And so, you should have really clear terms and conditions and rules of engagement on your Facebook page that you can point people to if you think that you’re going to have trouble makers. And then you can make it very clear that this is the kind of behavior we accept. This is the kind of language we accept, and anything else will be blocked and/or deleted.

Simon Dell: I like that comment about two responses and then after that — that’s spot-on. And I’ve seen certainly with Messenger, because a lot of businesses use Messenger now as a customer service tool, is that if the argument keeps continuing in Messenger, then at some point it has to stop. And if it’s happening on the page, would you actually advocate deleting people or blocking them from the page eventually if it keeps going?

Mel Kettle: Again, it depends on the language and the tone that’s used. And you can — I think you can tell from somebody who’s genuinely upset from somebody who’s just wanting to be a pain in the ass. And genuinely upset people — and I’m not a big advocate for blocking or deleting any way because people can see how you respond.

And if you — and this is a really good argument for putting a lot of energy into creating your community on social media because then if people are horrible to you, and your community doesn’t feel that that behavior is justified, they’ll stand up for you. And you’ve just got to look at what happened with Avid Reader in Brisbane last year when they had some trolls on their page.

And I think it was Benjamin Law sent out a tweet saying, “My beloved Avid Reader is being trolled. Can you go and give them a five-star review on Facebook if you’ve been there?” And within a couple of days, they had four thousand five-star reviews versus 400 trolls. And their community were just so willing to support them because they knew how hard they worked, how loyal they were to their customers in their community, and what lovely people they genuinely were as individuals who worked there.

Spend a lot of time building up the community and giving value to them, and making them feel valued and supported, and giving them content that helps them so that then when you need their help, they’ll be there for you.

Simon Dell: Do you know what? I look back on those days when I used to do my social media presentations and things like that. And that was one of the highlights. I said that’s the space that you want to get to as a business. You want to have a group of people on your social media channels that would defend you before you get a chance to step in and defend yourself. And that’s the kind of holy grail of social media.

Mel Kettle: It really is. It’s this community of people who you know. They know you, they like you, and they trust you. And they don’t just like you, they love you. And so, nurture them.

Simon Dell: What are some of the early steps that a business should take to start building that community? Because again, I think as much as the trolls scare people off, actually where to start probably scares most businesses off as well.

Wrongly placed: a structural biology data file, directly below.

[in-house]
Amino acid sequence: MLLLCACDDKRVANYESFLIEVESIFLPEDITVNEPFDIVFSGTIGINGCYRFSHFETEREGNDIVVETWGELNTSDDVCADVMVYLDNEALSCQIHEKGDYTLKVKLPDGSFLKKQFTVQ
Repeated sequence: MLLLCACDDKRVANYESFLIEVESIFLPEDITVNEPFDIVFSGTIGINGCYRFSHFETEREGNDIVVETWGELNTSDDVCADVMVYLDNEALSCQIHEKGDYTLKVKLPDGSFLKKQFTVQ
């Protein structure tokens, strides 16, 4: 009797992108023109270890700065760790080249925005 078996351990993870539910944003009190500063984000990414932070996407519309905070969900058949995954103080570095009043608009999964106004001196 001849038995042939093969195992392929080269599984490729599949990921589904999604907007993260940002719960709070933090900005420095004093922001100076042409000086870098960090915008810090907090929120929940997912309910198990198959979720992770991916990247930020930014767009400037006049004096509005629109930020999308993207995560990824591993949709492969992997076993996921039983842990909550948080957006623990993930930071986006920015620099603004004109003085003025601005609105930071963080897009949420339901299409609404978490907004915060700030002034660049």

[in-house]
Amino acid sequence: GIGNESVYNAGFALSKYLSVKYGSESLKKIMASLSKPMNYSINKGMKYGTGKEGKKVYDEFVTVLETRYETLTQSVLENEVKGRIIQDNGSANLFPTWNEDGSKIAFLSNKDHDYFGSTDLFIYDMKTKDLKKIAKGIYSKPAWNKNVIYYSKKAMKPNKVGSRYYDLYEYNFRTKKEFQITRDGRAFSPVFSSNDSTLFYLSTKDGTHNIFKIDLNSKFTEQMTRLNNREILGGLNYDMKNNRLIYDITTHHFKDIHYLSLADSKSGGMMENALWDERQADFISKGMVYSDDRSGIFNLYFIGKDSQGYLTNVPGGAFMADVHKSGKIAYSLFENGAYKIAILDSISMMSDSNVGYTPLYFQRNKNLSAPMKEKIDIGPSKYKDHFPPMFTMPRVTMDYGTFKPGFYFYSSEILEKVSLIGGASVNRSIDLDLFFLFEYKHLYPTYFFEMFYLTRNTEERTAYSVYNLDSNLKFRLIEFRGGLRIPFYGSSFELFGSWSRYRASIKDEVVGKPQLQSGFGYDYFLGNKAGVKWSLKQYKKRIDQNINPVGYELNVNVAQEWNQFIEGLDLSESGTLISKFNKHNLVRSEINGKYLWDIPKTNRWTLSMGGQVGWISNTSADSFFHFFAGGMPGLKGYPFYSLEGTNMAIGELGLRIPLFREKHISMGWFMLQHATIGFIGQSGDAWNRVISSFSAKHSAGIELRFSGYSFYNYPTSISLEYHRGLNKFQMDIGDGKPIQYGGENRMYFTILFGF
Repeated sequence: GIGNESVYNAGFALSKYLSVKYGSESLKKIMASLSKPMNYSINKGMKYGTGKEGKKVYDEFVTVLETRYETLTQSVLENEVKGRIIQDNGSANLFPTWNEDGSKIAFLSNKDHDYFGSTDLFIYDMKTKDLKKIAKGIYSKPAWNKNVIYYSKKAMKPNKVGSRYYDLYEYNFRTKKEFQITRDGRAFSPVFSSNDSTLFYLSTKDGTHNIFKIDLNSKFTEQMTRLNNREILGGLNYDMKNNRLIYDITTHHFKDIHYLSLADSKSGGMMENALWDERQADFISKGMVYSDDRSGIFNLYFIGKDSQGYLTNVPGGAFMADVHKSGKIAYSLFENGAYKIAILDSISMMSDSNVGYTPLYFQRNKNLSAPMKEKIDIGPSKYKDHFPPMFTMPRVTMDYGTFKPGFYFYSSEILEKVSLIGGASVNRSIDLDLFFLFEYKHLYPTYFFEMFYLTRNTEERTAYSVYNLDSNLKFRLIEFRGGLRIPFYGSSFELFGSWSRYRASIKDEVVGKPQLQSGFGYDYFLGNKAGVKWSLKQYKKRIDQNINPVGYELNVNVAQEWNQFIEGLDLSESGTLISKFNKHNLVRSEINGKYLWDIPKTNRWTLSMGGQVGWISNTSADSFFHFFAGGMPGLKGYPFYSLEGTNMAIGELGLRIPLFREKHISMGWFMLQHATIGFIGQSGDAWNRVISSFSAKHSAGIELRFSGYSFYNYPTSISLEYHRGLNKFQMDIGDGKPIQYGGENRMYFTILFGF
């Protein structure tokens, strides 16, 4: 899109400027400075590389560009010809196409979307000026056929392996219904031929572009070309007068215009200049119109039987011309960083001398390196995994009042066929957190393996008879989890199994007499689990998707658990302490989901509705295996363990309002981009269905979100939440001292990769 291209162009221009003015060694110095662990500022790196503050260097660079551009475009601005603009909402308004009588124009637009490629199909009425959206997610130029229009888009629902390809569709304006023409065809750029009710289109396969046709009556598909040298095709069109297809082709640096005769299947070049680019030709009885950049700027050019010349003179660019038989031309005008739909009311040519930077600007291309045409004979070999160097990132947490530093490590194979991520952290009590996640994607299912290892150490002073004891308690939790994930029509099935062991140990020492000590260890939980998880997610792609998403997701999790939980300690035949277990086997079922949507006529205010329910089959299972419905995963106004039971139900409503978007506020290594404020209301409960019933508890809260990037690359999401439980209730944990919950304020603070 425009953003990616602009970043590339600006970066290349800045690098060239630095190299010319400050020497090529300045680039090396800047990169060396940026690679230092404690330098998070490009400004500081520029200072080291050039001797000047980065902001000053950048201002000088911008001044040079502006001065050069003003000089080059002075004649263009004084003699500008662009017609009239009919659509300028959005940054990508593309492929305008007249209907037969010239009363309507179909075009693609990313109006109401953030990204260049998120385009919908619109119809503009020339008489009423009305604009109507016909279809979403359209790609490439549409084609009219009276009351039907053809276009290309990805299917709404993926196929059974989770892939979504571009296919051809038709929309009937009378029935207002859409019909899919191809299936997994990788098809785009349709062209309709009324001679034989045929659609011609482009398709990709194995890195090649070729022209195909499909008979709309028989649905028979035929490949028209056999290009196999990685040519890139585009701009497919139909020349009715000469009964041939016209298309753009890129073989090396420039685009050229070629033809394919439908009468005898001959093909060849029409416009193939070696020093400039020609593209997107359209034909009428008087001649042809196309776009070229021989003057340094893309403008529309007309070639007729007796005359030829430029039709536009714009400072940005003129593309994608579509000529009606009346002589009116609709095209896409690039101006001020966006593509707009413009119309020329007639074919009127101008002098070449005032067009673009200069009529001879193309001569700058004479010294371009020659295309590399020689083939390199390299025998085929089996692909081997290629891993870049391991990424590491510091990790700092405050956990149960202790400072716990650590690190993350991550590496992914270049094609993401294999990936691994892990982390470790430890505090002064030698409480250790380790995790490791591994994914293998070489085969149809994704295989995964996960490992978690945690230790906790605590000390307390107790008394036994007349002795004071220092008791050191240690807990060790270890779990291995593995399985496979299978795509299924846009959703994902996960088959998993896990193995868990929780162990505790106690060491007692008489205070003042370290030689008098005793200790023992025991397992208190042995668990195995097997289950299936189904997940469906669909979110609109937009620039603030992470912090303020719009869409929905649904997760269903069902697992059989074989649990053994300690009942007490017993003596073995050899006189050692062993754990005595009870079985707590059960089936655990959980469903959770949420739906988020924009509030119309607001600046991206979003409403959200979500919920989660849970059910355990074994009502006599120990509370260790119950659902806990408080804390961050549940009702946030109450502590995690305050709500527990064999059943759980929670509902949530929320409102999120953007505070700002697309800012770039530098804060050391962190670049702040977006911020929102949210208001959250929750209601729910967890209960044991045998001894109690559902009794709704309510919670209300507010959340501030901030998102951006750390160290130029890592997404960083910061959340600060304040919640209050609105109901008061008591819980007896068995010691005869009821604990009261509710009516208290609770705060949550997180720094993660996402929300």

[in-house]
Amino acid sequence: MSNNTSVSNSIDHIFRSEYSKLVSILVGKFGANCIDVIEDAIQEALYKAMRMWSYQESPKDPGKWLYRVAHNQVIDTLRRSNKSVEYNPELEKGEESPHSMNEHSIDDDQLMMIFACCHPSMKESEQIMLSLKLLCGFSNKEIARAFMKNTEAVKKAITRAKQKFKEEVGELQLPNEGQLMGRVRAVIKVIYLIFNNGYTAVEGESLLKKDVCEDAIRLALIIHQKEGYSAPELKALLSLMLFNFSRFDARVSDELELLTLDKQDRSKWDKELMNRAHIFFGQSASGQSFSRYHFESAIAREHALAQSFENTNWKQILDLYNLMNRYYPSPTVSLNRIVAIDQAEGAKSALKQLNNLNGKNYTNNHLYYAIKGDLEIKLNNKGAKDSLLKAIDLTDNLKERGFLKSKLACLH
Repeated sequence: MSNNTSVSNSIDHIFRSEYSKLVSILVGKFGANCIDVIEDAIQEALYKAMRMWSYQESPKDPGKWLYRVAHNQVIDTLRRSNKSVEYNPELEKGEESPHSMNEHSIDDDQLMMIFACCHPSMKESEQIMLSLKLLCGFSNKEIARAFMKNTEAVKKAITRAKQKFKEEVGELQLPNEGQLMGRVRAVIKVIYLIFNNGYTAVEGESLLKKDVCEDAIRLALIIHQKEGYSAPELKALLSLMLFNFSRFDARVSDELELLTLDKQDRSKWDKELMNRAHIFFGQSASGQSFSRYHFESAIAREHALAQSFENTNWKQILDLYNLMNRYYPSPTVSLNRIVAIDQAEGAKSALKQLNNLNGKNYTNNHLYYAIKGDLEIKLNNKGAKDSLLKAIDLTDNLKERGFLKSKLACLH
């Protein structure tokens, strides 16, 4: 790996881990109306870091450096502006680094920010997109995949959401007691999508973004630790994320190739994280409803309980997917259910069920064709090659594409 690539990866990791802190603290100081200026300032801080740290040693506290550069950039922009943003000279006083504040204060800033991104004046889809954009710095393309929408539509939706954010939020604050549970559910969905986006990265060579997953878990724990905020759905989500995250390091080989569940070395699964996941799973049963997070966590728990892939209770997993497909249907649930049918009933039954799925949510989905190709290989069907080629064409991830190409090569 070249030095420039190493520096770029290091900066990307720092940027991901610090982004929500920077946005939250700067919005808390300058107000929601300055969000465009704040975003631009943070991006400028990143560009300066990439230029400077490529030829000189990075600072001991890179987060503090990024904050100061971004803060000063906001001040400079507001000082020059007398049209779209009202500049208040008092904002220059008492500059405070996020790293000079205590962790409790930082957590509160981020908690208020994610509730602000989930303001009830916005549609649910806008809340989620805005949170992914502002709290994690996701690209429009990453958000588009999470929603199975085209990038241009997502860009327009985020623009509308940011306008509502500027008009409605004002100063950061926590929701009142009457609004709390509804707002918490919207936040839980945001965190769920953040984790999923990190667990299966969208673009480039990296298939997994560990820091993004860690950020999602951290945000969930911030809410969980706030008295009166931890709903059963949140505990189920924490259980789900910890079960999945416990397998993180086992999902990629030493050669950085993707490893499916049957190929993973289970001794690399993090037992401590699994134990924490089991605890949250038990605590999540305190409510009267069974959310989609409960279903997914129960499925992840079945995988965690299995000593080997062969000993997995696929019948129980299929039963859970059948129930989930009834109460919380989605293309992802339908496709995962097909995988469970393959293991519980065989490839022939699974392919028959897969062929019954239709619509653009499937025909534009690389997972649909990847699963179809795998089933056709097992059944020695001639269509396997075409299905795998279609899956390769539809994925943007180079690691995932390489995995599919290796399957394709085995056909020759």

Mel Kettle: Yeah, it does. And you know, trolls are such a small part of it and they impact on such a microscopic number of people. Most of my clients and most businesses that I have worked with and that know will never come into contact with a troll because they’re just not subversive enough or they don’t have enough issues that trolls go and get behind.

Simon Dell: Confrontational?

Mel Kettle: That’s the word I was after, thank you.

Simon Dell: Do you know what? That’s normally me who forgets the words. I expect people to prompt me. That’s the first time in 22 podcasts that I have managed to get it right for someone else.

Mel Kettle: Excellent, thank you. Glad I could help. But just getting back to work, the very first thing… I talk in the book about, and I have to mention the book at least once. I was going to mention it 26 times. But I talk in the book about a ladder of social media engagement. And at the very bottom of the ladder, you’re not doing anything because you either don’t know what to do, you’re too scared, or you just don’t know what’s out there.

And then the first thing that a lot of people do when it comes to social is they just observe. And they’re looking to see what social media platforms are there that their business could be on. They’re learning what’s available and they’re looking to say, “Okay, where is our audience? Where is our market? Where is our skill set? Where do they all converge and what should we start with?

Simon Dell: So then they — let’s say they start a Facebook account or a Twitter account, and they’ll start broadcasting out their information. And this is all very — most people start just with the one-way communication where they’re taking information off their website and sharing it, or they might be sharing an opinion. But usually, it’s very… Today, we did this. Tomorrow, we’re doing this. Come to our event. It’s not really interesting or engaging content, but it’s just getting them used to the process.